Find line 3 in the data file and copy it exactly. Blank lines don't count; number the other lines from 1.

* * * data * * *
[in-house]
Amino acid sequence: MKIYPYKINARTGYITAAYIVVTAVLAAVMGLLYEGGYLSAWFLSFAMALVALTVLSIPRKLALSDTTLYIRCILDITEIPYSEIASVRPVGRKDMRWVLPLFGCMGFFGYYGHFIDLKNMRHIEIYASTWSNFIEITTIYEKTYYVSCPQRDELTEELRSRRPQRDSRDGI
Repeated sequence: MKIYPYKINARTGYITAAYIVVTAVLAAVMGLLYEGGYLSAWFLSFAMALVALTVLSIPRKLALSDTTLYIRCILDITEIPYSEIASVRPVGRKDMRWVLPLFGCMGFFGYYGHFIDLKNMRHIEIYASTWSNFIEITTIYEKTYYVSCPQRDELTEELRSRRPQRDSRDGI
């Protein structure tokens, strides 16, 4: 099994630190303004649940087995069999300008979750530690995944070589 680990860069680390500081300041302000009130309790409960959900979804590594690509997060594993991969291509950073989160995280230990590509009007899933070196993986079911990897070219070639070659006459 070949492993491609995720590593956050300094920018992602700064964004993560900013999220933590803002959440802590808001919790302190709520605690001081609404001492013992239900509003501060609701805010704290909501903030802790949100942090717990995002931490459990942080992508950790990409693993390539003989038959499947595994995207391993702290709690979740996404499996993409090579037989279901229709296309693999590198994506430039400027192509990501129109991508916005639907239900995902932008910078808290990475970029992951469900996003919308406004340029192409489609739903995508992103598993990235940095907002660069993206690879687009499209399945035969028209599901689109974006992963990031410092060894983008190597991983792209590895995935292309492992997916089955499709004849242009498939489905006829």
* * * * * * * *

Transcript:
Repeated sequence: MKIYPYKINARTGYITAAYIVVTAVLAAVMGLLYEGGYLSAWFLSFAMALVALTVLSIPRKLALSDTTLYIRCILDITEIPYSEIASVRPVGRKDMRWVLPLFGCMGFFGYYGHFIDLKNMRHIEIYASTWSNFIEITTIYEKTYYVSCPQRDELTEELRSRRPQRDSRDGI